On October 6, HC3 hosted a conversation with Beth Bierbower, public speaker, strategic advisor, host of B-Time Podcast, and author. During the discussion, Beth shared the importance of being a customer-focused leader and addressed some of the ways in which the pandemic has impacted consumer sentiments and consequently, consumer behaviors. She offered strategic advice on how leaders can develop a customer-centric mindset that brings the customer experience to the forefront of business operations in order for businesses to endure during a time of crisis.
Bradley Minkow, Regional Director, Oak Street Health
Beth Bierbower, Strategic Advisor, Host of B-Time Podcast, Author, Public Speaker
Meghan Phillipp, Executive Director, HC3
Watch the Recap | Link to YouTube
Beth described how the pandemic has put an immense amount of pressure on consumers, and the many disruptions affecting our everyday lives: Parents are assisting their children with attending school online, many employees have had to adjust to working remotely, and a large number of people have lost their jobs entirely. Navigating these extremes, along with the increased responsibilities and stressors in some cases, have caused people to become fatigued from a lack of space and the inability to take an emotional break.
Beth said that because of the pandemic, “It is family time all the time…. but we need a break.”
This fatigue is exacerbating future uncertainties that pertain to the COVID-19 pandemic, financial security, and the physical safety of our family and friends. Beth suggested that companies should work on building trust with their customers during these hard times. Companies who successfully put customers at the center of their business decisions will be more apt to endure in the long-term because customers will remember the way they stepped up in their time of need.
Beth believes that while some in leadership roles today are born leaders, great leaders must learn customer centricity. Beth shared a number of steps that leaders must take to develop the “customer mindset” skill:
1. Leaders must look outside of their company and industry. They should learn about what customers want, what the broader industry looks like, and what other industries are doing. She noted that the health care industry in particular has been historically slow at adapting new ideas and best practices, and health care leadership should work on developing this skill and mindset.
2. Leaders should have intellectual curiosity and question why changes are needed or wanted. Intellectual curiosity can help leaders become more open-minded. By observing customer behavior, they can gain a deeper sense of what the customer is trying to achieve and how customers are leveraging a product in different – and sometimes unintended – ways to improve their lives.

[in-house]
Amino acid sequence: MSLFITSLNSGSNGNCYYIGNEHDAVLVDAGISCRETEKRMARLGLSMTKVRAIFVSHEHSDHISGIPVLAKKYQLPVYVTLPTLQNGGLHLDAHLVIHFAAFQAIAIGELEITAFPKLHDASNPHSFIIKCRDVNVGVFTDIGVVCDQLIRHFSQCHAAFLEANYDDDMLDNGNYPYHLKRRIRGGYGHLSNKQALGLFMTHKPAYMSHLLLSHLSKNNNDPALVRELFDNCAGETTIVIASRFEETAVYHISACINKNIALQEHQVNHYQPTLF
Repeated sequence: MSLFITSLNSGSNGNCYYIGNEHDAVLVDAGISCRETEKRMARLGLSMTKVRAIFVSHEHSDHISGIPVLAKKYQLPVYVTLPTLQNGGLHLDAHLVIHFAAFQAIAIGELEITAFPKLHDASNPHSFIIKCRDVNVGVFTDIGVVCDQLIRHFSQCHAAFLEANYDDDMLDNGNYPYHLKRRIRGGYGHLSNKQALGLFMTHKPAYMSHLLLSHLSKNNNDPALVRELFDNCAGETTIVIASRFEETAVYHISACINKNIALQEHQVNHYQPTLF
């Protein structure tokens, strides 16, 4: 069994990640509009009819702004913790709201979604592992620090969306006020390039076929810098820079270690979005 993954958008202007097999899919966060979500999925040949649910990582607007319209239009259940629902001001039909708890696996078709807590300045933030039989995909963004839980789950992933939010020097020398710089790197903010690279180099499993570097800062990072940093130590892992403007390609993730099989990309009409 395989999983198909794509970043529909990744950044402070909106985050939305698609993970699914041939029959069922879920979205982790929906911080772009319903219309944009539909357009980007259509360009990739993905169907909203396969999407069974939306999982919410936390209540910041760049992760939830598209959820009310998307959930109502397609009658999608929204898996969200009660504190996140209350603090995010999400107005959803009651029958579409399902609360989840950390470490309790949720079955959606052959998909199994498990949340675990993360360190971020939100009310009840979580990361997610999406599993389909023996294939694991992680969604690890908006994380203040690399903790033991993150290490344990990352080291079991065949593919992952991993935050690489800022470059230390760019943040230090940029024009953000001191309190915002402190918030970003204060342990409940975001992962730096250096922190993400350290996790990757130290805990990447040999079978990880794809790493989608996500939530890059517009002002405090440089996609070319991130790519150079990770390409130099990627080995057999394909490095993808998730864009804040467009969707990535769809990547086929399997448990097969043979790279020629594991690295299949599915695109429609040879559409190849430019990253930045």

3. Leaders should also be highly aware of their company’s pain points. Beth believes, “A complaint is a gift; it is a customer giving you advice for free.” As such, leaders should take complaints as a guide to improving their company and product. Feedback from employees can give insight on what gaps exist in the internal processes, because they are often the ones interfacing with the customers.
During these challenging times, Beth commends U.S. health care companies who stepped up – those companies that have supported patients by waiving copays, enabled providers to utilize telemedicine platforms, and figured out a way to support customers as they navigate this “new normal.” In times of crisis, she urges leaders to worry about the consumer first, and then the money. Beth believes, “[Do] well by doing good. If we do right by our customers, the profitability will come.” Companies should not only make these changes internally, but business and health care leaders should also advocate for their customers at the highest policy levels within state and federal governments. In her experience, most administrations have been very willing to listen when business partners come to the table, especially regarding any policies that create barriers to better business and outcomes. Companies should not feel intimated to make big changes, but she encourages leaders to start small. So if you feel like your organization is not quite where it needs to be, start where you can.
Beth’s parting remarks were that you should challenge your team to bring one blatant thing that they recognize does not work well for the company, and really focus your efforts to work on it.
“Start with one… One goal. One complaint. One issue.”
Learn more about Beth Bierbower at https://bethbierbower.com/
PODCAST: B-Time with Beth Bierbower Podcast
BOOK: Busy Bee, Queen Bee: Stop the Busy Work and Start Leading the Hive